Principles 4 and 5 address publication costs. Article Publication Charges (APCs) should not be charged to the author. Researchers should do research, and not worry anymore about finding funds for publishing their results than they do for any other basic facilities provided by their institution. Publishing peer-reviewed research should be as basic a facility as having a blackboard in class. Ideally, journals should be funded by universities and research funders, and these contributions should not be tied to specific articles, disciplines, or groups of authors. Principle 4 also rejects “APC Big Deals”, where institutions only pay for APCs of the academics they employ, and do not contribute directly to the journals, e.g. via their libraries or via library consortia such as the Open Library of Humanities.

Principle 4 does allow for voluntary APCs, but requests for these must be unobtrusive and never a barrier to publication. This is for instance the case at Glossa: authors are asked to check with their host institution whether there are any funds available for Open Access publication that they could apply for and contribute. If such funds are not available, or if the author does not wish to apply for these, the LingOA 5-year transition fund and subsequently the Open Library of Humanities pay for the publication fee.

Principle 5 addresses the cost structure of the publication fee. The requirement that the publication fee be ‘low’ depends on the particulars of each journal and the level of service provided by the publisher. We recommend a maximum of $1000 per article published. This is not an arbitrary figure: a number of smaller publishers charge a fee that is slightly under $1000, and seem to be able to make a living of it. Also, the basic fee at PLOS One is only slightly higher than this figure at $1300. Finally, Salvatore Mele (CERN, SCOAP3) has calculated that the average investment per article in high-energy physics (28.8k articles) is slightly under $1000 (https://oa2020.org/wp-content/uploads/pdfs/B13_Salvatore_Mele.pdf).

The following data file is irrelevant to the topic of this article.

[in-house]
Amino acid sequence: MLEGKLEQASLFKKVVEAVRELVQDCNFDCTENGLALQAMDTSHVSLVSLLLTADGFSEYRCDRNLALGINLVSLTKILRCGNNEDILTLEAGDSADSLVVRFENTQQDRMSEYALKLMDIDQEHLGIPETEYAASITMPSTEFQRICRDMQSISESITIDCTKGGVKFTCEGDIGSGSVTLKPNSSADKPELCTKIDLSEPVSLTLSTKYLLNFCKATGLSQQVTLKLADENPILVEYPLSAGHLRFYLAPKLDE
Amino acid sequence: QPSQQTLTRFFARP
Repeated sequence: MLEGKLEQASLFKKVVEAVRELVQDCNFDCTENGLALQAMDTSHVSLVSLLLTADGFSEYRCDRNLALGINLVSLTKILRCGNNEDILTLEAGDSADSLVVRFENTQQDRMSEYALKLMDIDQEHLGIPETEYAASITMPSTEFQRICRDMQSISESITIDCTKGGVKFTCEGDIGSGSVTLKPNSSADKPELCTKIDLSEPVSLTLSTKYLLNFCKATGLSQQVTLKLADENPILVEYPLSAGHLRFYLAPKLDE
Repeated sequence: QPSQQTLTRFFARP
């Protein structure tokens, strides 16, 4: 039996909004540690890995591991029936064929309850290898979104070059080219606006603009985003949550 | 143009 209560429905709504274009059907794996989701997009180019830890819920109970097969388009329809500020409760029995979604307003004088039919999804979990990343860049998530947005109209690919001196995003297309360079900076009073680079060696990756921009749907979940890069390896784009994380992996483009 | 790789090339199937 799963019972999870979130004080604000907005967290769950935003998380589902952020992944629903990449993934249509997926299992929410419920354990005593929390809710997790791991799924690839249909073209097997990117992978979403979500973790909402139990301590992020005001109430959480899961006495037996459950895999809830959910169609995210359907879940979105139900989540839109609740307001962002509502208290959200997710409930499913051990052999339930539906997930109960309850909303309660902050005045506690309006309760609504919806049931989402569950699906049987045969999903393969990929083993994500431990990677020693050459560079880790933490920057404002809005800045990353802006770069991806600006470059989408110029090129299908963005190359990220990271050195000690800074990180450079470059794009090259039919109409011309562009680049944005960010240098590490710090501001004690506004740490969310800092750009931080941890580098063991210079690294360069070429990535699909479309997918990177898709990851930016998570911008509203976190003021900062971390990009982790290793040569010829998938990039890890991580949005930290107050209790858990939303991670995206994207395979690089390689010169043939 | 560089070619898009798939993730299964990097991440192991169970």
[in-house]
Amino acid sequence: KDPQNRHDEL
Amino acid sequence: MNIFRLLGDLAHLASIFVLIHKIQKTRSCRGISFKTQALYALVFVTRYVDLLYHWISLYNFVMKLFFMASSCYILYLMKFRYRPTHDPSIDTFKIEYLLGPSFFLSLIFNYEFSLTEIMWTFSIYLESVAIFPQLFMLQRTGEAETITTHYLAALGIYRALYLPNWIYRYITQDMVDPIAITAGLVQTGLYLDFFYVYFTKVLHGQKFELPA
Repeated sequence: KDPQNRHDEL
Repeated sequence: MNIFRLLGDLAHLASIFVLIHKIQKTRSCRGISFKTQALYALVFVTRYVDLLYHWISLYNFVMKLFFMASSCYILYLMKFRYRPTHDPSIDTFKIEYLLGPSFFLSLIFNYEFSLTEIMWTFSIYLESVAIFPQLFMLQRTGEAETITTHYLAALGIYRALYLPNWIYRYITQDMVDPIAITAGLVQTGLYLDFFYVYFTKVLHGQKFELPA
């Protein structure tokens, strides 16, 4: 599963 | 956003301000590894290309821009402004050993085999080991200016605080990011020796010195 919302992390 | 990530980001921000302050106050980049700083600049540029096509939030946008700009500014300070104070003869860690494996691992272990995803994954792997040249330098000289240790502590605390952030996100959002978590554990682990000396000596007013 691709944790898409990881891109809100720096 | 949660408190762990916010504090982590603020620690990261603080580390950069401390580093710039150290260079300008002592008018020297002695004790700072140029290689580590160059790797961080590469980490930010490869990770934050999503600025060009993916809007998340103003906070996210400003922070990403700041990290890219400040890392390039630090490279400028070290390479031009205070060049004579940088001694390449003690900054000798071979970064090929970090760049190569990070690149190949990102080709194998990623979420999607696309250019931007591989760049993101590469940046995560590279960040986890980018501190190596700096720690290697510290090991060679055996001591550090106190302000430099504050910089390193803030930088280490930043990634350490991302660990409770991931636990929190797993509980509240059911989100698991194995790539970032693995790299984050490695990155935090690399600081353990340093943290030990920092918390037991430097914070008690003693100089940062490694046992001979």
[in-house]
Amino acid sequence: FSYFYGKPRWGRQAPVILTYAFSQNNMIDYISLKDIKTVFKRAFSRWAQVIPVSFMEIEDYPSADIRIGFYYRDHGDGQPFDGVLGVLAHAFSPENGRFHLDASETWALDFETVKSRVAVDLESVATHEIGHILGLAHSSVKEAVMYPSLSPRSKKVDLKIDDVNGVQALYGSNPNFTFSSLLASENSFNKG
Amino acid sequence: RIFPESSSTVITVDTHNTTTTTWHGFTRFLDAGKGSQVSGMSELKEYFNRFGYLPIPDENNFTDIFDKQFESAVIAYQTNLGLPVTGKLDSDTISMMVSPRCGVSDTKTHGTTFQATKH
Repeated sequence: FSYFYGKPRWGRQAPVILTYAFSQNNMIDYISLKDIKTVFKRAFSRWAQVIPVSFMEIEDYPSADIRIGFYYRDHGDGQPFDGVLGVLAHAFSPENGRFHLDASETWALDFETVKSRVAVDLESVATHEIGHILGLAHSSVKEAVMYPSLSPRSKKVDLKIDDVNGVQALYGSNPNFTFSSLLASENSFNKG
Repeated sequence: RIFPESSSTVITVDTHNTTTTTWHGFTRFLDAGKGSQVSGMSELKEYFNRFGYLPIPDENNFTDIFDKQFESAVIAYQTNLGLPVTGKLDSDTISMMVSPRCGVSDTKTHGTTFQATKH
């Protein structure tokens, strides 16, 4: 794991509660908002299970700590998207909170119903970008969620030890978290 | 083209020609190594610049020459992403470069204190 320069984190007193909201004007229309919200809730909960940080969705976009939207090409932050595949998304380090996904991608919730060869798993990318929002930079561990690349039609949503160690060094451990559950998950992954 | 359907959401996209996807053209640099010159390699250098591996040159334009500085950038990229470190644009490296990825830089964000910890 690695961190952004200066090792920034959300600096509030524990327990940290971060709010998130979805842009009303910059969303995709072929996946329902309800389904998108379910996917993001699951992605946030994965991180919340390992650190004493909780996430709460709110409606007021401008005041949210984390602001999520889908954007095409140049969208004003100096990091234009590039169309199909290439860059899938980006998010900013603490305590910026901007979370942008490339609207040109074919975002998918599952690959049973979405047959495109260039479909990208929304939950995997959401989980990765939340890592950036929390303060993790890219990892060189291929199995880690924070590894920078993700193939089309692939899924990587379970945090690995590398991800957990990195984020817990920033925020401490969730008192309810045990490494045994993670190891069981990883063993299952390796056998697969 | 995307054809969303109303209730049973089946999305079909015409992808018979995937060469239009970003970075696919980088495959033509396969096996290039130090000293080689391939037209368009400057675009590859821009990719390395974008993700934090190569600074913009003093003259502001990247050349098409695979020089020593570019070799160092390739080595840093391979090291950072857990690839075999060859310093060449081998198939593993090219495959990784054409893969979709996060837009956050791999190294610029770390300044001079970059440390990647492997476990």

Perhaps even more important than its actual price level is the transparency of the publication fee. We require that the publisher provide an itemized, publicly available price structure for the publication fee that makes the proportionality principle apparent. Most publishers don’t do this at the moment: the publication fee is an opaquely set price that varies as a function of the prestige of the journal. This practice would be puzzling in the case of any other service provider. Imagine having your car serviced at the local garage. When you come to pick up your car, the mechanic informs you that the total price of their services amounts to $2000, but that of course you cannot get an itemized bill of the specific services they performed on your car. They are a fancy garage, you see. If we don’t accept such a situation at the local garage, why do we accept it from publishers? There is no reason to treat journals as luxury goods, charging high fees for prestigious journals and low fees for less prestigious ones, when the basic services performed at both journals are identical. Ubiquity Press is a commendable exception to opaque publication fees. On their website, a transparent breakdown is provided that itemizes the different services, costs, and charges contained in the publication fee. We hope that more publishers will follow that example.

Open Access Transparency

One of the key terms in the Fair Open Access principles is transparency: transparency of responsibilities between journal owners and publisher; transparency of governance of the journal; transparency of access for the reader and the author via the explicit Open Access license; and transparency of publication costs.

We realize that not all journals, editors, and authors can yet comply by all of these principles, given the current state of academic publishing. There are many ways towards Open Access, and we believe that our principles, taken together, reflect an ideal situation that cannot be achieved overnight. But we also believe that each of the principles could serve as the start of a conversation between publishers, editors and authors of subscription journals. Authors could insist on a CC-BY license with the publisher, and refuse to sign away their copyright, as they have a right to do. Editors could insist on more autonomy, or on a proper justification of the price structure of the publication fee. At the very least, editors should negotiate with publishers to have Open Access policies stated more clearly during the submission process (as they are at the LingOA journals, for example), and that authors be informed about their rights regarding copyright. Researchers could challenge the status quo in publishing. In all of these situations, the Fair Open Access principles could be used as a yardstick, allowing academic publishing to move towards a more transparent future.